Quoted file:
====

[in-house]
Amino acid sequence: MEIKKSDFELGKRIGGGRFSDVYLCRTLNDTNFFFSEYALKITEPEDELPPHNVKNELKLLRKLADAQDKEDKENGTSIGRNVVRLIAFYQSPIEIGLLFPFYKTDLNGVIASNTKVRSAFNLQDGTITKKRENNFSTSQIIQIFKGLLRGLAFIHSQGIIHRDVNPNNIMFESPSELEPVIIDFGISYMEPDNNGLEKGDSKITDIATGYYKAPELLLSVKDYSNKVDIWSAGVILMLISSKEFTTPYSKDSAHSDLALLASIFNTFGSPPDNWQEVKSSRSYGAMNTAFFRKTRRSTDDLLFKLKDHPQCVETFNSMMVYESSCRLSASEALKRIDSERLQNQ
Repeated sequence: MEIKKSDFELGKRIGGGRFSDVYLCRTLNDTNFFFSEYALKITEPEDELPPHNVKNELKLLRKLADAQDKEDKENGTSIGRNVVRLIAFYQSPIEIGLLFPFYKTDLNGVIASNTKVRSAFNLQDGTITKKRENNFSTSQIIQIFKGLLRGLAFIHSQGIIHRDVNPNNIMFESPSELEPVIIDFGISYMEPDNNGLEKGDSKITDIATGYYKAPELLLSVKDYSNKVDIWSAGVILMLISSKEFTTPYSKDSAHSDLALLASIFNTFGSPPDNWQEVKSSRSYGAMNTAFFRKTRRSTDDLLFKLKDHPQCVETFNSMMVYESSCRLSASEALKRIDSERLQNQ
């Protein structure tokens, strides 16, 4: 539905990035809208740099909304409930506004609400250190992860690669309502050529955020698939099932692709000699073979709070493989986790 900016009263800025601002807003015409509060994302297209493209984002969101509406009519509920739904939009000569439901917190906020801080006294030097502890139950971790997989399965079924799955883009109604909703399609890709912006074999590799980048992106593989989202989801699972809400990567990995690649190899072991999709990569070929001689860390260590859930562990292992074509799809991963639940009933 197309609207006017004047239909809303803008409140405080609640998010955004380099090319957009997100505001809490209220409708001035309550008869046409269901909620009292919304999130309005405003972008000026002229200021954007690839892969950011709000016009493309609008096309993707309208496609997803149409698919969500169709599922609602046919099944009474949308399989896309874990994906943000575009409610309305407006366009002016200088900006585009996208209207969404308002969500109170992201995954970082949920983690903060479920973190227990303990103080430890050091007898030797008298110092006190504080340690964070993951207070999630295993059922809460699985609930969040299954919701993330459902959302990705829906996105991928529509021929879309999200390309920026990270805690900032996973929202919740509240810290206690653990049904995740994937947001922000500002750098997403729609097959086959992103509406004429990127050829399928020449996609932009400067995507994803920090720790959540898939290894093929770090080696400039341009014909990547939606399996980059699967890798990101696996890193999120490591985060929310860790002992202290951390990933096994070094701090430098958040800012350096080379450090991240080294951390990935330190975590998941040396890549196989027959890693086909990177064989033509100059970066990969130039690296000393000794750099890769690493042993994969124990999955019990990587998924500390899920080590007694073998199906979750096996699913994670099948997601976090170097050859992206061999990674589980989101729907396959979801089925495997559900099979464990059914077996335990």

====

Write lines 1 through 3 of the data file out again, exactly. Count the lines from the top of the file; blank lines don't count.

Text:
[in-house]
Amino acid sequence: MEIKKSDFELGKRIGGGRFSDVYLCRTLNDTNFFFSEYALKITEPEDELPPHNVKNELKLLRKLADAQDKEDKENGTSIGRNVVRLIAFYQSPIEIGLLFPFYKTDLNGVIASNTKVRSAFNLQDGTITKKRENNFSTSQIIQIFKGLLRGLAFIHSQGIIHRDVNPNNIMFESPSELEPVIIDFGISYMEPDNNGLEKGDSKITDIATGYYKAPELLLSVKDYSNKVDIWSAGVILMLISSKEFTTPYSKDSAHSDLALLASIFNTFGSPPDNWQEVKSSRSYGAMNTAFFRKTRRSTDDLLFKLKDHPQCVETFNSMMVYESSCRLSASEALKRIDSERLQNQ
Repeated sequence: MEIKKSDFELGKRIGGGRFSDVYLCRTLNDTNFFFSEYALKITEPEDELPPHNVKNELKLLRKLADAQDKEDKENGTSIGRNVVRLIAFYQSPIEIGLLFPFYKTDLNGVIASNTKVRSAFNLQDGTITKKRENNFSTSQIIQIFKGLLRGLAFIHSQGIIHRDVNPNNIMFESPSELEPVIIDFGISYMEPDNNGLEKGDSKITDIATGYYKAPELLLSVKDYSNKVDIWSAGVILMLISSKEFTTPYSKDSAHSDLALLASIFNTFGSPPDNWQEVKSSRSYGAMNTAFFRKTRRSTDDLLFKLKDHPQCVETFNSMMVYESSCRLSASEALKRIDSERLQNQ